Published by MIRA on June 28th 2016
Amazon, Barnes & Noble, iBooks
From the internationally celebrated author of the Original Sinners series comes a brand-new tale of betrayal, revenge and a family scandal that bore a 150-year-old mystery
When Cooper McQueen wakes up from a night with a beautiful stranger, it's to discover he's been robbed. The only item stolen—a million-dollar bottle of bourbon. The thief, a mysterious woman named Paris, claims the bottle is rightfully hers. After all, the label itself says it's property of the Maddox family who owned and operated Red Thread Bourbon distillery since the last days of the Civil War until the company went out of business for reasons no one knows… No one except Paris.
In the small hours of a Louisville morning, Paris unspools the lurid tale of Tamara Maddox, heiress to the distillery that became an empire. But the family tree is rooted in tainted soil and has borne rotten fruit. Theirs is a legacy of wealth and power, but also of lies, secrets and sins of omission. The Maddoxes have bourbon in their blood—and blood in their bourbon. Why Paris wants the bottle of Red Thread remains a secret until the truth of her identity is at last revealed, and the century-old vengeance Tamara vowed against her family can finally be completed.
I have a dirty little romance secret – I’ve never read a Tiffany Reisz book. I know, trust me. My head is hanging in shame. From what I understand of her work, The Bourbon Thief is a pretty big departure from the rest of her work. Departure or not, if this is representative of her work, then I have really been missing out.
Very quickly I found myself engrossed in this story-within-a-story. The “historical” 1980’s portion of the book, anyway. I was a little less interested in the present-day Paris/Cooper story, mainly because I believed Paris when she told Cooper he’d want to give her that bottle of bourbon by the end of the story, so I felt like I knew how it would turn out. And, frankly, there was just a little less “story” to that story. Cooper met Paris in a local bar one night and took her home. When he woke in the middle of the night, it was to his security team telling him they had caught Paris trying to sneak out, carrying his million-dollar bottle of bourbon with her. When he confronted her about it, she claimed the bottle was rightly hers, and she would tell him the story of its history to prove it.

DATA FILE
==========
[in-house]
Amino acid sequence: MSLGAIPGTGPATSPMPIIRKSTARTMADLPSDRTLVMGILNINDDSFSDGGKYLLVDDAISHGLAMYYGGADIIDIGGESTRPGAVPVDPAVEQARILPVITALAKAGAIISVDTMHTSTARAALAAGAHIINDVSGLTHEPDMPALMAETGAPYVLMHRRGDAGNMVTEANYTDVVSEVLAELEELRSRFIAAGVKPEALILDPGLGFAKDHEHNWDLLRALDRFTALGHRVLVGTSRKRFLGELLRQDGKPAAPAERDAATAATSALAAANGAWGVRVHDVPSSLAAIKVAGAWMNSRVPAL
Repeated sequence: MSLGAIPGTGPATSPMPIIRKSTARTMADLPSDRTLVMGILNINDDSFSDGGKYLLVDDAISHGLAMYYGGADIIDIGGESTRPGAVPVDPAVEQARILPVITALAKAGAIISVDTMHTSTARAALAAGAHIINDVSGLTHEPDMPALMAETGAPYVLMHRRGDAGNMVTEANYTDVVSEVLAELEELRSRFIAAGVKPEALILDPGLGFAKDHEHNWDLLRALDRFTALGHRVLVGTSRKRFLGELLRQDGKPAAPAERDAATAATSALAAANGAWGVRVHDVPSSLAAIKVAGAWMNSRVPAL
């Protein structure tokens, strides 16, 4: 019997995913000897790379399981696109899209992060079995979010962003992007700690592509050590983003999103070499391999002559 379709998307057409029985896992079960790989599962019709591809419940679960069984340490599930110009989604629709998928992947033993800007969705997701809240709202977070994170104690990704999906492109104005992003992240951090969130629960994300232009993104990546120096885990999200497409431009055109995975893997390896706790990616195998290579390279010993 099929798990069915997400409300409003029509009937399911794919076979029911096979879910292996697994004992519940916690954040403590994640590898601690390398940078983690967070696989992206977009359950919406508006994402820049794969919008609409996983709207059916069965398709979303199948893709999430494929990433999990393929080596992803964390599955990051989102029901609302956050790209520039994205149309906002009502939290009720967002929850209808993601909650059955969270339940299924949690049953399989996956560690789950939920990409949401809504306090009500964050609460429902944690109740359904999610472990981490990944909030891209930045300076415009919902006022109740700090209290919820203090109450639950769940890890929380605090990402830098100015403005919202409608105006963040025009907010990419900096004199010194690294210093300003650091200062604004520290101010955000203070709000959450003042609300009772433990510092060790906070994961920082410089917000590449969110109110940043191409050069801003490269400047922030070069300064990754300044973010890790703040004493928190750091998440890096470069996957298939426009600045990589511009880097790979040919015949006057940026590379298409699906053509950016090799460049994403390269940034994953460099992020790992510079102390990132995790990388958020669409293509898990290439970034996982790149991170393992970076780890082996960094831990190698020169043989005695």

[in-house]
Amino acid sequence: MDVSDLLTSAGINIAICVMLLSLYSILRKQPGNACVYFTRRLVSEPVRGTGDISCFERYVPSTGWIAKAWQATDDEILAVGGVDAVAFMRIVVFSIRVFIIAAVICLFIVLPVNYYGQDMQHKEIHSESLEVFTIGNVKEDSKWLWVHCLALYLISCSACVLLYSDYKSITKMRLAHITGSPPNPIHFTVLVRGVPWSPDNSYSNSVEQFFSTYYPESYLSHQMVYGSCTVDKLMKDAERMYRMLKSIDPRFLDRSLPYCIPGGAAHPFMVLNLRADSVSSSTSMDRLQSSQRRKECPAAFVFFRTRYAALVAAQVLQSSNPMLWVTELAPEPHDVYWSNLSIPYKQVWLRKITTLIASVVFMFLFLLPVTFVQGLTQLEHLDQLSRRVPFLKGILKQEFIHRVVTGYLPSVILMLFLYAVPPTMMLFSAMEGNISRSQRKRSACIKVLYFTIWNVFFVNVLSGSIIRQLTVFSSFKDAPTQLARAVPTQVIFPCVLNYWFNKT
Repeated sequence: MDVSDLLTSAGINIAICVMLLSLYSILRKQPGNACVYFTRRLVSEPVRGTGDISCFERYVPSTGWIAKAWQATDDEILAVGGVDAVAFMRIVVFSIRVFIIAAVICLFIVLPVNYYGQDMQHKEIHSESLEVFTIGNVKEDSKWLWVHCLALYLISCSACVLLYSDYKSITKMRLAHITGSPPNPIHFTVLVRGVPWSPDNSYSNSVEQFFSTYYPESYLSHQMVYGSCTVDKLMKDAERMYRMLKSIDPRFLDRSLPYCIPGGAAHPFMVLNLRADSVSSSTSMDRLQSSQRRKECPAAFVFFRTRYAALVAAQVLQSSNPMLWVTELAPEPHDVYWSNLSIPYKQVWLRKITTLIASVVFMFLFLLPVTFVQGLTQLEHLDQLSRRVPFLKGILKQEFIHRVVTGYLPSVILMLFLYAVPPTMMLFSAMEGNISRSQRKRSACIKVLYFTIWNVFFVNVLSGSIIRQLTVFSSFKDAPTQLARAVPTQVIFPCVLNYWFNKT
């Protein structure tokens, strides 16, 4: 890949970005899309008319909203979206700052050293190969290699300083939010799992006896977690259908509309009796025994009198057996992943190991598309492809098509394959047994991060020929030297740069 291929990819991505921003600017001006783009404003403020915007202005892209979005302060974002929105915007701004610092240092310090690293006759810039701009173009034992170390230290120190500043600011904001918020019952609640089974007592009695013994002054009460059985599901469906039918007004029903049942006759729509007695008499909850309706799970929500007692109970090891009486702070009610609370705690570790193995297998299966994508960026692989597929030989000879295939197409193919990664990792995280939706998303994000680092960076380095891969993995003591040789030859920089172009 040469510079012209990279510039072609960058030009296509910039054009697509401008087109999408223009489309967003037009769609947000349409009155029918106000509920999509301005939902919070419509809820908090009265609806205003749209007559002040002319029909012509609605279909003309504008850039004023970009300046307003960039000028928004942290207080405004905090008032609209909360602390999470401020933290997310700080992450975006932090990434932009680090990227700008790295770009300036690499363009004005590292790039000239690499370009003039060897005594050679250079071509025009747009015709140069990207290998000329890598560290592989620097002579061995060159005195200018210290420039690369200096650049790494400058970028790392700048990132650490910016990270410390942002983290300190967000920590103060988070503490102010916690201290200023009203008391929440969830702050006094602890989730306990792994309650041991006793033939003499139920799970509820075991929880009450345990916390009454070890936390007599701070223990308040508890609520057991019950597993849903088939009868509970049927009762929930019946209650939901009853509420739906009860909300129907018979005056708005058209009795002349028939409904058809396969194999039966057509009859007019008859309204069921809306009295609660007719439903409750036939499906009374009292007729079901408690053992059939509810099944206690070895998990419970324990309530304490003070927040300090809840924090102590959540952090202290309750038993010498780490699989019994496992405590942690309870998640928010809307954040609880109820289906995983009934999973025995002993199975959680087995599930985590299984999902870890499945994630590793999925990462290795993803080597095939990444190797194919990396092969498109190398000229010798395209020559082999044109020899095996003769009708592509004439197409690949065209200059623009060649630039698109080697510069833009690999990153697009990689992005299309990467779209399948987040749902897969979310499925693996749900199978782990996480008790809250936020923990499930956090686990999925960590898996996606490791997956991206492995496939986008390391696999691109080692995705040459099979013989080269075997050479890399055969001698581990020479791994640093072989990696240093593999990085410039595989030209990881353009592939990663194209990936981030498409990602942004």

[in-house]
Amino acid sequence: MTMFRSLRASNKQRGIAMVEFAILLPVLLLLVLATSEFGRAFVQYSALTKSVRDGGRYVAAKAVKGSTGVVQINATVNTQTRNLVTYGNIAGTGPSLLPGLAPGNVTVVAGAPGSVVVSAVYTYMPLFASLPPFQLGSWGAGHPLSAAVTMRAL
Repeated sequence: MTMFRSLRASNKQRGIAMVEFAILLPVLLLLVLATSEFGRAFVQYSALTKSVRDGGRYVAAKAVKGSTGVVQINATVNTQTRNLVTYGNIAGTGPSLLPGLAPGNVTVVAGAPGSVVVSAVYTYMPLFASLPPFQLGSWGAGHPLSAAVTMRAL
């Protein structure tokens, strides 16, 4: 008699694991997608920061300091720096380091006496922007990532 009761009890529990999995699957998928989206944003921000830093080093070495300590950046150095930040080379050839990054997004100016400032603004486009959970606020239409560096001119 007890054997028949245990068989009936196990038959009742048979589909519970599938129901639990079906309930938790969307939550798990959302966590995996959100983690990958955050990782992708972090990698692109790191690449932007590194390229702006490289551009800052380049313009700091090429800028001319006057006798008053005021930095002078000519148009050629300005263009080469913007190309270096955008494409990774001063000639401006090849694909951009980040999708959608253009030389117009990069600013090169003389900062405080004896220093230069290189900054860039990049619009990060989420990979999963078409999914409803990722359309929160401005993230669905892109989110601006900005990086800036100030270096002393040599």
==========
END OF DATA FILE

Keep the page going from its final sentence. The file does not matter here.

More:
The story she wove made up the bulk of the book, and what a story it was. It’s been a long time since I read something so atmospheric, so southern gothic. You could feel the doom closing in on Tamara and Levi from the first time we saw them together. It was tempting to dismiss Tamara as a schoolgirl with a crush, which, technically she was, but there was no way that was the whole story. And it was tempting to dismiss Levi as an older creeper, which technically he also was, but there was a lot more to this story than I was expecting.
The story Paris wove of Red Thread Bourbon was captivating. It’s one of those audiobooks that had me looking for excuses to put in my headphones. (There’s a chance I caught some really good Pokemon while I was listening to this book, but only a small chance). Bourbon, family secrets, the flood, the fire, the lush Kentucky landscape, the island of trees where a lot of the story takes place – all of it combined to create a story that kept me pushing play and cursing interruptions, but completely satisfied by the ending. I didn’t come away with any unanswered questions or open threads.
And the narration – wow. I’ve never listened to anything narrated by Kim Staunton before, but she was a perfect choice for this book. Her voice was smooth and slow and smoky and five minutes in I couldn’t imagine it narrated by anyone else. I would actively search out books narrated by her in the future.
Overall, this was a great introduction to Tiffany Reisz. She’s moved up to the top of the authors-I-need-to-read with this one. You’d be doing yourself a favor to check this one out.
Reading this book contributed to these challenges: